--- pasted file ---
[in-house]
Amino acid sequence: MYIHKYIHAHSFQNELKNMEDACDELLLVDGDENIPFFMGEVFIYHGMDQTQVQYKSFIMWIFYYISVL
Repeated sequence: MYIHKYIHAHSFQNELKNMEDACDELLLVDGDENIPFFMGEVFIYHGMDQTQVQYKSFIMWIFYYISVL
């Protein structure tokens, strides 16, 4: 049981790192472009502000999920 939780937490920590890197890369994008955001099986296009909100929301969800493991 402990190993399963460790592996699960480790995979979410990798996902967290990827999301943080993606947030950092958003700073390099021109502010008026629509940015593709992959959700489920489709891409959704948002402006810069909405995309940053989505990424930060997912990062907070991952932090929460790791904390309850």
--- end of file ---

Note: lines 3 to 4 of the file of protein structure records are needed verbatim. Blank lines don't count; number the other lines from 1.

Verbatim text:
Repeated sequence: MYIHKYIHAHSFQNELKNMEDACDELLLVDGDENIPFFMGEVFIYHGMDQTQVQYKSFIMWIFYYISVL
């Protein structure tokens, strides 16, 4: 049981790192472009502000999920 939780937490920590890197890369994008955001099986296009909100929301969800493991 402990190993399963460790592996699960480790995979979410990798996902967290990827999301943080993606947030950092958003700073390099021109502010008026629509940015593709992959959700489920489709891409959704948002402006810069909405995309940053989505990424930060997912990062907070991952932090929460790791904390309850």